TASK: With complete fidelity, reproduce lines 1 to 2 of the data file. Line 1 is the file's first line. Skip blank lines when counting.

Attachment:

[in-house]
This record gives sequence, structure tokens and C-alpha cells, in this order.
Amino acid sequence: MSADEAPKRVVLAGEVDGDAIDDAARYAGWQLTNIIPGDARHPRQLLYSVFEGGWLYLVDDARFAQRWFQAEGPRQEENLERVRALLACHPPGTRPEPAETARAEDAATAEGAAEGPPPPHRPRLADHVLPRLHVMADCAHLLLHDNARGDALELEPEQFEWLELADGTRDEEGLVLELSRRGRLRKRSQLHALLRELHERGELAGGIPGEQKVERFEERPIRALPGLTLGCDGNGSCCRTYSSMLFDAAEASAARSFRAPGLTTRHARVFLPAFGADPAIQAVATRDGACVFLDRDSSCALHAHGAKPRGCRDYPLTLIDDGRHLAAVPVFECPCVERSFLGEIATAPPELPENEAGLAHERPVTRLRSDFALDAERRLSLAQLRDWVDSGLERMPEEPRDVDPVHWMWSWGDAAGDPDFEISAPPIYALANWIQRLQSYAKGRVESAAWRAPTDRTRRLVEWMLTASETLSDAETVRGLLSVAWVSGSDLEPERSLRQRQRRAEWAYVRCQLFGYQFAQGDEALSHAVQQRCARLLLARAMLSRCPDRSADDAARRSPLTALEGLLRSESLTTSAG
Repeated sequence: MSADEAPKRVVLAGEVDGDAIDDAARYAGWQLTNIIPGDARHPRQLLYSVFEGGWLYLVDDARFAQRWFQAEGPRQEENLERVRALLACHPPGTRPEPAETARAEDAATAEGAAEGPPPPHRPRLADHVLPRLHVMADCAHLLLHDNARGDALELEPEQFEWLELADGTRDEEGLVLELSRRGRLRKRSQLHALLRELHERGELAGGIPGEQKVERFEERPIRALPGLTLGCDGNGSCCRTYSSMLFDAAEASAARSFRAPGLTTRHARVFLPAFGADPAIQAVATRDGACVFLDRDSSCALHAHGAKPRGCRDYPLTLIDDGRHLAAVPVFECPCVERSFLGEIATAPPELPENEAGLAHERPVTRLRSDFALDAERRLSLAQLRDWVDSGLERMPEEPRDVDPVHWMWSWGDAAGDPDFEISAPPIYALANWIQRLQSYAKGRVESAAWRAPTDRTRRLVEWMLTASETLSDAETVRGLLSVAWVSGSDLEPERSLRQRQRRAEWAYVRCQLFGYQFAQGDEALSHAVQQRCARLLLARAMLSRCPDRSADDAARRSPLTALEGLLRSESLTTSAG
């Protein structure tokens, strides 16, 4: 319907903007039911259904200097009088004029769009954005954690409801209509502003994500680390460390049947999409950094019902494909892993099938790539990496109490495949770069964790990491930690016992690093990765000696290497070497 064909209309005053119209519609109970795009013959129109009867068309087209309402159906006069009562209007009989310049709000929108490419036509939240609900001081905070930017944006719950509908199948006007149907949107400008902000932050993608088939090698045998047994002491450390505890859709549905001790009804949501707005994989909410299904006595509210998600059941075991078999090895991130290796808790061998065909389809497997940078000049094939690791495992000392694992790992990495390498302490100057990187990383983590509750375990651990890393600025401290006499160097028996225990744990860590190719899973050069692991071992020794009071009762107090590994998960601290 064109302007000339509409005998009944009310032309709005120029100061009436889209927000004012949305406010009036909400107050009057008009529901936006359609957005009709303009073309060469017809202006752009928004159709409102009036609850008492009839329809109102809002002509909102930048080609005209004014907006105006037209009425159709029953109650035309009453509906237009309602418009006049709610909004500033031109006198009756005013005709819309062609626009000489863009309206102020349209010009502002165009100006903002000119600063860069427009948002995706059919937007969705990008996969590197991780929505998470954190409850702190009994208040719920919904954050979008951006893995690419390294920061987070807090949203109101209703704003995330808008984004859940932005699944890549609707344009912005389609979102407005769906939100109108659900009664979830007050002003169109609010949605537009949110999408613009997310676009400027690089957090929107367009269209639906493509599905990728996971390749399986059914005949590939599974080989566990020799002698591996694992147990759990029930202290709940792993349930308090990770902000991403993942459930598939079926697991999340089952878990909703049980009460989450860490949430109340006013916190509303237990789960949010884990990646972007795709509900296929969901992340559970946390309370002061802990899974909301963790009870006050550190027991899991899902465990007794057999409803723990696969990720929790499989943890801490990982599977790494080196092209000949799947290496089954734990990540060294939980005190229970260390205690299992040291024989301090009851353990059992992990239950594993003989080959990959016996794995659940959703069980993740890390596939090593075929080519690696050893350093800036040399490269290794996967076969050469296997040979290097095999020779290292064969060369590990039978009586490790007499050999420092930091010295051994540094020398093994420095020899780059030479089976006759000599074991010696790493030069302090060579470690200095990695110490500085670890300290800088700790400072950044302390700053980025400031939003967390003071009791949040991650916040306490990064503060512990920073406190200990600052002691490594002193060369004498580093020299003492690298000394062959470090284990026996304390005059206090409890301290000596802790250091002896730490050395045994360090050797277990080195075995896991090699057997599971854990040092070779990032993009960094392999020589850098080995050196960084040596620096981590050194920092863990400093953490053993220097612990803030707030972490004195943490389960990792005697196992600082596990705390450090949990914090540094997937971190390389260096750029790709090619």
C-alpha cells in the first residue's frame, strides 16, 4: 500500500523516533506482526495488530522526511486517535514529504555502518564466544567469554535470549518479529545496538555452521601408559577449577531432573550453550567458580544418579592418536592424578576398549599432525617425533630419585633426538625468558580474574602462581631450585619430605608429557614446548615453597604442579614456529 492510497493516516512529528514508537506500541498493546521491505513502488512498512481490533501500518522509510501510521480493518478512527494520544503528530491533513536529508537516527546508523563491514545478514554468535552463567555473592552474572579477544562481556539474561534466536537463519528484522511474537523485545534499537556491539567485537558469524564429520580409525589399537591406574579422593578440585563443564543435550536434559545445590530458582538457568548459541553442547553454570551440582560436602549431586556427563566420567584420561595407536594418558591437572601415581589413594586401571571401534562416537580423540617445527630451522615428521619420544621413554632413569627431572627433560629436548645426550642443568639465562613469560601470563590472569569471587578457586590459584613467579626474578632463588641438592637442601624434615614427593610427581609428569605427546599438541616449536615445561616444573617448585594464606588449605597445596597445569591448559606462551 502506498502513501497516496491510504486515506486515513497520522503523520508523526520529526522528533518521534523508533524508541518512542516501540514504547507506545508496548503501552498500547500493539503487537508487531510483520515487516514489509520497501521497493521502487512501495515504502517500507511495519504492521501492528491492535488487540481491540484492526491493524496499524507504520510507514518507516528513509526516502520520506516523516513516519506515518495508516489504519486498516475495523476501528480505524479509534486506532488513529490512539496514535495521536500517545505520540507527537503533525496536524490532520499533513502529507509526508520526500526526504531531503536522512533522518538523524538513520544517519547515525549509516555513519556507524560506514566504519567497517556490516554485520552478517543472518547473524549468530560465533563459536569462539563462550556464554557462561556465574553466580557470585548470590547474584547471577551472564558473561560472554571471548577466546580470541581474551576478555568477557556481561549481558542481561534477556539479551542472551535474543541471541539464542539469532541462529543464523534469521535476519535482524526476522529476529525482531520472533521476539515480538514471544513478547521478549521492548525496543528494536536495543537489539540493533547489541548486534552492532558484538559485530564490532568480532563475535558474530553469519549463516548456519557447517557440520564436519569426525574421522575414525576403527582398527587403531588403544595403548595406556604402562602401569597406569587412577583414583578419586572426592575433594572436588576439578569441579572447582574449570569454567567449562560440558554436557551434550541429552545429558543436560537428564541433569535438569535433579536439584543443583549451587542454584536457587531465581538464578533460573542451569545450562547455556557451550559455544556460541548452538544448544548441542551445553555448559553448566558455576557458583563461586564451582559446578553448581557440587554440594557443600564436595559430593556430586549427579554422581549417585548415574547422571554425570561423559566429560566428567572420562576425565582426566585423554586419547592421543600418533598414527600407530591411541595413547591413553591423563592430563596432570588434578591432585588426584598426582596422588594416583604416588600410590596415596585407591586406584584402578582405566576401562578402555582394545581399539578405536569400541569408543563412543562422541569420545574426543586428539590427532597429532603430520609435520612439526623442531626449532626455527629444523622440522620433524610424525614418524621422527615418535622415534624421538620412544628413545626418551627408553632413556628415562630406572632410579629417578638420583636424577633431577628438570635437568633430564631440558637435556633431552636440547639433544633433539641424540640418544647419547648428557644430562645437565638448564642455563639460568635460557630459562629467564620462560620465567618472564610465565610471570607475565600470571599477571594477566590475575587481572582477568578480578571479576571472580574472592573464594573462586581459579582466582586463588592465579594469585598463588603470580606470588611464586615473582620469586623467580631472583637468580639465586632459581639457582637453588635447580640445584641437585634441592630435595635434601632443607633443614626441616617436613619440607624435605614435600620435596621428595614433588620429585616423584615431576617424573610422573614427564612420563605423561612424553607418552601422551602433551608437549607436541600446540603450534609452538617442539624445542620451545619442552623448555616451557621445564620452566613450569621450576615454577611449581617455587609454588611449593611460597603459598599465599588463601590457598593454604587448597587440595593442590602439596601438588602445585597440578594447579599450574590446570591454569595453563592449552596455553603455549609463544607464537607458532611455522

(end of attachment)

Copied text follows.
[in-house]
This record gives sequence, structure tokens and C-alpha cells, in this order.